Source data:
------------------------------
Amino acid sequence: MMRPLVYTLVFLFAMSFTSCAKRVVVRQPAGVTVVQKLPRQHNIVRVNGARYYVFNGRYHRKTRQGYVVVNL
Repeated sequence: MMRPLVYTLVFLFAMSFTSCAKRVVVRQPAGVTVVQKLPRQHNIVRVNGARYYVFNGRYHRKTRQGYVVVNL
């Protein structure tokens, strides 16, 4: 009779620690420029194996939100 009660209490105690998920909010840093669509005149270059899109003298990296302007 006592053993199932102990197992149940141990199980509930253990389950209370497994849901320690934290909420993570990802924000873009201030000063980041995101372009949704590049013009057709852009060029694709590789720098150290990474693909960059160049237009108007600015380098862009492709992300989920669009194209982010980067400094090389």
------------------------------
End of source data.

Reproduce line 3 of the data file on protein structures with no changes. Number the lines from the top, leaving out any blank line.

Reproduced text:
């Protein structure tokens, strides 16, 4: 009779620690420029194996939100 009660209490105690998920909010840093669509005149270059899109003298990296302007 006592053993199932102990197992149940141990199980509930253990389950209370497994849901320690934290909420993570990802924000873009201030000063980041995101372009949704590049013009057709852009060029694709590789720098150290990474693909960059160049237009108007600015380098862009492709992300989920669009194209982010980067400094090389």